Looking Behind and Looking Ahead

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Dwight Johnston, Vice President and Chief Economist for the California and Nevada Credit Union Leagues.

In this article we’ll recap the events and news over the past month that mattered most to the economy and markets, your credit union, and your members. Then we’ll look ahead at the key upcoming events you need to know.

Behind us—The economic news the past month was mixed but still on the strong side. But the turmoil in the stock market washed away any interest in the economy. After a rough few weeks starting in early October, stocks recovered with the aid of a more dovish tone on monetary policy by Jerome Powell. But concerns about the impact of the trade war sent stocks into a tailspin. Relief that the U.S. and China had reached agreement for a 90-day truce soon gave way to concerns that anything was accomplished, and the two sides remain far apart. The stock market tumble sent yields tumbling. 

  • Nonfarm Payrolls increased by 155k, below expectations but still a good number. The 12-month average monthly gain is 206,000
  • The Unemployment Rate remained at 3.7%.  
  • Hourly wages rose by .2% on the month, and the year-over-year rate was unchanged at 3.1%.
  • Consumer Confidence remained near a 17-year high, and Retail Sales posted a solid gain, though lower than the rate seen a few months ago.  
  • Auto sales were good and appear to be on a path to register 17 million units this year.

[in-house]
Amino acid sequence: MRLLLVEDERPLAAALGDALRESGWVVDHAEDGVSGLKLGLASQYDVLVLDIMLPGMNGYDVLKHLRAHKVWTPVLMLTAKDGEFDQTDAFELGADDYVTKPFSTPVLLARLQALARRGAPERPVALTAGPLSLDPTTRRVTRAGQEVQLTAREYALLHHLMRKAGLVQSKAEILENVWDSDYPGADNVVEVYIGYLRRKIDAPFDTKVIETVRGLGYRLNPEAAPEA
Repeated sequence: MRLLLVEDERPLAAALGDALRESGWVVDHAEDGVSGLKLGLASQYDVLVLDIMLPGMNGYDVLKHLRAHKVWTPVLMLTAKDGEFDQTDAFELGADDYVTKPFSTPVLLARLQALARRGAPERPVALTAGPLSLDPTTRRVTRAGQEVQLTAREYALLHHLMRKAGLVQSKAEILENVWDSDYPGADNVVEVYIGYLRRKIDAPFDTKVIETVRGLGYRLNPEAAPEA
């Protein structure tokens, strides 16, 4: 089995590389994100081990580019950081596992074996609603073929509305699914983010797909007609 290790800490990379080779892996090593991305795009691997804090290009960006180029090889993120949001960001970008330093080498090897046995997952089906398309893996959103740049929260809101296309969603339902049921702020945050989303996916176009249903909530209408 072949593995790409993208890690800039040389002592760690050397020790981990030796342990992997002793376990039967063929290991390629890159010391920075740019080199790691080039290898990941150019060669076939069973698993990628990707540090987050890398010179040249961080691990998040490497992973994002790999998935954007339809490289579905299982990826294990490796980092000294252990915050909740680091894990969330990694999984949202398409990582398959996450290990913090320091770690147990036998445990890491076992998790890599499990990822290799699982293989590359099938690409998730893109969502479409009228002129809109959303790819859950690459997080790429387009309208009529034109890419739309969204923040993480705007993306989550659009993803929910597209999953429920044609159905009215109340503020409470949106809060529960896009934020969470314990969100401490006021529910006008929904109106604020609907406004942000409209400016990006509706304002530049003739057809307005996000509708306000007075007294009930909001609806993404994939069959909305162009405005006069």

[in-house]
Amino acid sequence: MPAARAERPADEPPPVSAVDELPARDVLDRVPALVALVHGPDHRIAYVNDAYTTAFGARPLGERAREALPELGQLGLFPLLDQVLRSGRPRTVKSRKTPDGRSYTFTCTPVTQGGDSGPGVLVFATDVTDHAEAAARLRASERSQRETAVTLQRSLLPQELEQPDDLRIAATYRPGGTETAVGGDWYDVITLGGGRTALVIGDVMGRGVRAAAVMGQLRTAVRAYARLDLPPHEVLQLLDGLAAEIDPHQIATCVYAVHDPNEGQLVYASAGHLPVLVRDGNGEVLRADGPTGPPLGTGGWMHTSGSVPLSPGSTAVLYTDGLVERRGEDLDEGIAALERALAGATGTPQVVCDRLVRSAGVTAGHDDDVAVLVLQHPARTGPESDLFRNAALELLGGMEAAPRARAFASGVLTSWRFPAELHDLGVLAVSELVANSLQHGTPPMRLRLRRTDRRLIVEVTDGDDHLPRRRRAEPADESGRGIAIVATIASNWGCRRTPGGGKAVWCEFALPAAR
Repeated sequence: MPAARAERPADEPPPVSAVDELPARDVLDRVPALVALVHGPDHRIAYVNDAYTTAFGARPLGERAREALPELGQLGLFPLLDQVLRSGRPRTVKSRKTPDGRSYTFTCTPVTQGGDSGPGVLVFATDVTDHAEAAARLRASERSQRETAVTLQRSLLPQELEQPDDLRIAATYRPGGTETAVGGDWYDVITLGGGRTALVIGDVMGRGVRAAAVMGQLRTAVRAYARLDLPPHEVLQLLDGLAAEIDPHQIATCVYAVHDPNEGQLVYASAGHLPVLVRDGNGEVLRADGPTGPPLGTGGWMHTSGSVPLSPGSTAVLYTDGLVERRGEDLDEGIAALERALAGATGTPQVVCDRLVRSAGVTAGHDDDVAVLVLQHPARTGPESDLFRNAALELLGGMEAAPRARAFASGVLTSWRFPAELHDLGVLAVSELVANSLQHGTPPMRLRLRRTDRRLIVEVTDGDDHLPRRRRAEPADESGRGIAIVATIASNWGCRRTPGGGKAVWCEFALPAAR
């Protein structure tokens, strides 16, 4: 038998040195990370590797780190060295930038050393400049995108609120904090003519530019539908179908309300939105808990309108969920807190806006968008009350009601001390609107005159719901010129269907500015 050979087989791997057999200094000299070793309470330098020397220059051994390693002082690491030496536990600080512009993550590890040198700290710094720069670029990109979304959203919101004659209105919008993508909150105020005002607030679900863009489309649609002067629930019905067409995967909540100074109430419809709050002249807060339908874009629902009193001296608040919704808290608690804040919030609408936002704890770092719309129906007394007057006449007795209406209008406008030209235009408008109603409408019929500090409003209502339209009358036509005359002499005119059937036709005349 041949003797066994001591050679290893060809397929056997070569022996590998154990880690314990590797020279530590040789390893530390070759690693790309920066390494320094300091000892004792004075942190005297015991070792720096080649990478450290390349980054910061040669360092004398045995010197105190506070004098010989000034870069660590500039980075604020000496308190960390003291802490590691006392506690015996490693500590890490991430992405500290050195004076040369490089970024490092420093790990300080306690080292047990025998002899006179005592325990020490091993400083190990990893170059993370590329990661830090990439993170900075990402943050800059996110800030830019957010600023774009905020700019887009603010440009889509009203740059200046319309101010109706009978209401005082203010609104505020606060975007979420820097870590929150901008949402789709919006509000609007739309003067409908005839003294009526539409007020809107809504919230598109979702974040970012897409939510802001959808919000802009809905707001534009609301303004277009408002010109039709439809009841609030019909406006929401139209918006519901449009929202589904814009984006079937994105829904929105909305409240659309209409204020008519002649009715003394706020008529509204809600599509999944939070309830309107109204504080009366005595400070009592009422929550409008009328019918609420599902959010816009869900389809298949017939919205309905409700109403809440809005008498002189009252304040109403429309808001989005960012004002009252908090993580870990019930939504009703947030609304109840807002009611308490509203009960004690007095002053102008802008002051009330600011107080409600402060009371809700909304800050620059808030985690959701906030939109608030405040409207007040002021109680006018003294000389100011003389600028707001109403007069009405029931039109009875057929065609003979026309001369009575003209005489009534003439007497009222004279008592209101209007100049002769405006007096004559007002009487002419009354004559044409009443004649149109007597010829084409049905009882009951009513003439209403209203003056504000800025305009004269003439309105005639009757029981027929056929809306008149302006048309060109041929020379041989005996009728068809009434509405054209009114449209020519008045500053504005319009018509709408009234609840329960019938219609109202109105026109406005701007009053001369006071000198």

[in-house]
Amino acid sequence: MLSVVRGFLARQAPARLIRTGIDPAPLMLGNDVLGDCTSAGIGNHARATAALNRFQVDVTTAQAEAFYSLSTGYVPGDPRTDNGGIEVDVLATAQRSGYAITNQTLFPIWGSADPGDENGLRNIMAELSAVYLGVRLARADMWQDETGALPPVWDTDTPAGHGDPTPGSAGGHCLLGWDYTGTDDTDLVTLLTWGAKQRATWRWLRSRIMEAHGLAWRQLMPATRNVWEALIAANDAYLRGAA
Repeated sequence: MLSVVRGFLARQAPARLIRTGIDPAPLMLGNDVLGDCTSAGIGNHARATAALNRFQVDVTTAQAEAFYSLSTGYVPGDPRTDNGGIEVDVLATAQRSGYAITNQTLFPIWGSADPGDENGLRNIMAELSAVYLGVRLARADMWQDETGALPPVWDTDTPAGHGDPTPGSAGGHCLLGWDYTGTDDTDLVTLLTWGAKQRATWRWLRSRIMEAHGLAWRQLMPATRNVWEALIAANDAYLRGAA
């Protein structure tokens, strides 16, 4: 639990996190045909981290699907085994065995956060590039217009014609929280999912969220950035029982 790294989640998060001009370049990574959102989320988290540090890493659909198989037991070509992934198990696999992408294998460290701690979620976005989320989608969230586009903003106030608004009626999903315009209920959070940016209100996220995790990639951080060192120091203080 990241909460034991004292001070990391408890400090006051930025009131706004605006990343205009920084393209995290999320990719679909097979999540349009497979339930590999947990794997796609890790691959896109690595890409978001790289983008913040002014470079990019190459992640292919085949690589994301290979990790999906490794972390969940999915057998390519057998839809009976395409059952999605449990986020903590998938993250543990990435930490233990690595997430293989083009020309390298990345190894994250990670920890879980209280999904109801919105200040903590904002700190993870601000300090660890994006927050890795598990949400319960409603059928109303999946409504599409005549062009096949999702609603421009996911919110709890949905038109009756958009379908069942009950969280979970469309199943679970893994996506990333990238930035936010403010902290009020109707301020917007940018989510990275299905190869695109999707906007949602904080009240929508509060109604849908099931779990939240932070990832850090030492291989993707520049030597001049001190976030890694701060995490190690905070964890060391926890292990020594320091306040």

• All measures of housing slipped again. At least for the time being, buyers have cooled their quest to buy a new home.

Ahead for you—The economic data ahead should continue to be positive, but a fed funds increase at the December meeting is no longer a slam-dunk. While Fed officials say the stock market is not a factor in policy decisions, it certainly will be if the stock market remains under pressure.      

  • Dec. 12—CPI—Core CPI has cooled and there are few signs of acceleration, but this next report will still be important. The bond market will be sensitive to any reversal of the cooling.
  • Dec. 14—Retail Sales—Sales for November are expected to be very strong as the Christmas shopping season began early this year.
  • Dec. 20—Existing Home Sales—This report is not usually a market mover, but with the recent weakening trend in home sales it will be.
  • Dec. 19—FOMC meeting—While odds still favor the FOMC to raise rates, the odds have been greatly reduced from a month ago. More important to the market will be the guidance about Fed actions in 2019.
  • Anytime—More trade news, more stock market moves.

Bottom line—The bottom line has not changed this month. The economy is firing away on all cylinders, but there is skepticism mostly due to worries about trade.

Article by Dwight Johnston, Vice President and Chief Economist for the California and Nevada Credit Union Leagues.

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